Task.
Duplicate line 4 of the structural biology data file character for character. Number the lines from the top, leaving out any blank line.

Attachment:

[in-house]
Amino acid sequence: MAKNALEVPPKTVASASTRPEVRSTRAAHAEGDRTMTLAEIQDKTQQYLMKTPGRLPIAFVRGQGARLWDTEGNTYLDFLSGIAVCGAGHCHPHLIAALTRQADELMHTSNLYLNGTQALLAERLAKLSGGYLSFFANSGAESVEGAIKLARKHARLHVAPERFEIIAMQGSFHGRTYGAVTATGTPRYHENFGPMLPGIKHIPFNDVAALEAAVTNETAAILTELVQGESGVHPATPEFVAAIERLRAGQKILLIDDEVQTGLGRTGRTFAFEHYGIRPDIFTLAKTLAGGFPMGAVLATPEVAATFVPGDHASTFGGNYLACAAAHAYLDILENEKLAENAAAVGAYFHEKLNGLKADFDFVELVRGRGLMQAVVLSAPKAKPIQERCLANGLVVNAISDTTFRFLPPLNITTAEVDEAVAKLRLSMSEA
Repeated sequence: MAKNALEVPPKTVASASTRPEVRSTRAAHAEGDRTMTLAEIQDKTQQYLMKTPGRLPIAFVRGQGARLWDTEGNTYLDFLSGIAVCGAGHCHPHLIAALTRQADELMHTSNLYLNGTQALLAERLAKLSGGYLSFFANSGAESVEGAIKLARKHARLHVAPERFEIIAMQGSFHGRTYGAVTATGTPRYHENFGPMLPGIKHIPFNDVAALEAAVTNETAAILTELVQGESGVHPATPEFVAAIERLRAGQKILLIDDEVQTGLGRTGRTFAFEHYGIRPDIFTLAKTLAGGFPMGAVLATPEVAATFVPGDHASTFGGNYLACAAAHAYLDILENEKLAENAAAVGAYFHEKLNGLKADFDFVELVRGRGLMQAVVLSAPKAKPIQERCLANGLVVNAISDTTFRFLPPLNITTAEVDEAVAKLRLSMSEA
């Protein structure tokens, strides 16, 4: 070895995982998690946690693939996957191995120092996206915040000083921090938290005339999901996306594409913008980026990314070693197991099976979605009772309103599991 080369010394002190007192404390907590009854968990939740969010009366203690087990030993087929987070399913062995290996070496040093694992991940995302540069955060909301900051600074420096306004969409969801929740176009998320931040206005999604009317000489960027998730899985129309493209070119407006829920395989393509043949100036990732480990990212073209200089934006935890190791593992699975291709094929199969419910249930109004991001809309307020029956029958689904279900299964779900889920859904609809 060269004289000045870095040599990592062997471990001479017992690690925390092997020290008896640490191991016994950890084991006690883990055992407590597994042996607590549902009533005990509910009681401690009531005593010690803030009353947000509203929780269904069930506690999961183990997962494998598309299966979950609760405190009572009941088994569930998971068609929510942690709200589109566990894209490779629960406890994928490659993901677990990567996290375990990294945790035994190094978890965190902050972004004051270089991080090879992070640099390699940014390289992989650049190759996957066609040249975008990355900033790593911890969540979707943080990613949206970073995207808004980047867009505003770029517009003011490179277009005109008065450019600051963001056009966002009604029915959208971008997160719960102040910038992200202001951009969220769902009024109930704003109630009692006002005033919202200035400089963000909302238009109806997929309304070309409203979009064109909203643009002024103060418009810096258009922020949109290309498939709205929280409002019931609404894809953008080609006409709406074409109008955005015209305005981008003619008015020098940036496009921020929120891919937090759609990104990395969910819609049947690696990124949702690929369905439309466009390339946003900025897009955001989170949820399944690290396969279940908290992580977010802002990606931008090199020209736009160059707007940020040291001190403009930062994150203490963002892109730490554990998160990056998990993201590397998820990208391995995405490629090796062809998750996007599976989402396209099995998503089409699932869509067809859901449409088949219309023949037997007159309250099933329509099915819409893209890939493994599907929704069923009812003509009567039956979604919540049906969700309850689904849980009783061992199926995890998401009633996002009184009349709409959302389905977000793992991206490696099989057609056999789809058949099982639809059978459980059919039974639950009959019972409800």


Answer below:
């Protein structure tokens, strides 16, 4: 070895995982998690946690693939996957191995120092996206915040000083921090938290005339999901996306594409913008980026990314070693197991099976979605009772309103599991 080369010394002190007192404390907590009854968990939740969010009366203690087990030993087929987070399913062995290996070496040093694992991940995302540069955060909301900051600074420096306004969409969801929740176009998320931040206005999604009317000489960027998730899985129309493209070119407006829920395989393509043949100036990732480990990212073209200089934006935890190791593992699975291709094929199969419910249930109004991001809309307020029956029958689904279900299964779900889920859904609809 060269004289000045870095040599990592062997471990001479017992690690925390092997020290008896640490191991016994950890084991006690883990055992407590597994042996607590549902009533005990509910009681401690009531005593010690803030009353947000509203929780269904069930506690999961183990997962494998598309299966979950609760405190009572009941088994569930998971068609929510942690709200589109566990894209490779629960406890994928490659993901677990990567996290375990990294945790035994190094978890965190902050972004004051270089991080090879992070640099390699940014390289992989650049190759996957066609040249975008990355900033790593911890969540979707943080990613949206970073995207808004980047867009505003770029517009003011490179277009005109008065450019600051963001056009966002009604029915959208971008997160719960102040910038992200202001951009969220769902009024109930704003109630009692006002005033919202200035400089963000909302238009109806997929309304070309409203979009064109909203643009002024103060418009810096258009922020949109290309498939709205929280409002019931609404894809953008080609006409709406074409109008955005015209305005981008003619008015020098940036496009921020929120891919937090759609990104990395969910819609049947690696990124949702690929369905439309466009390339946003900025897009955001989170949820399944690290396969279940908290992580977010802002990606931008090199020209736009160059707007940020040291001190403009930062994150203490963002892109730490554990998160990056998990993201590397998820990208391995995405490629090796062809998750996007599976989402396209099995998503089409699932869509067809859901449409088949219309023949037997007159309250099933329509099915819409893209890939493994599907929704069923009812003509009567039956979604919540049906969700309850689904849980009783061992199926995890998401009633996002009184009349709409959302389905977000793992991206490696099989057609056999789809058949099982639809059978459980059919039974639950009959019972409800």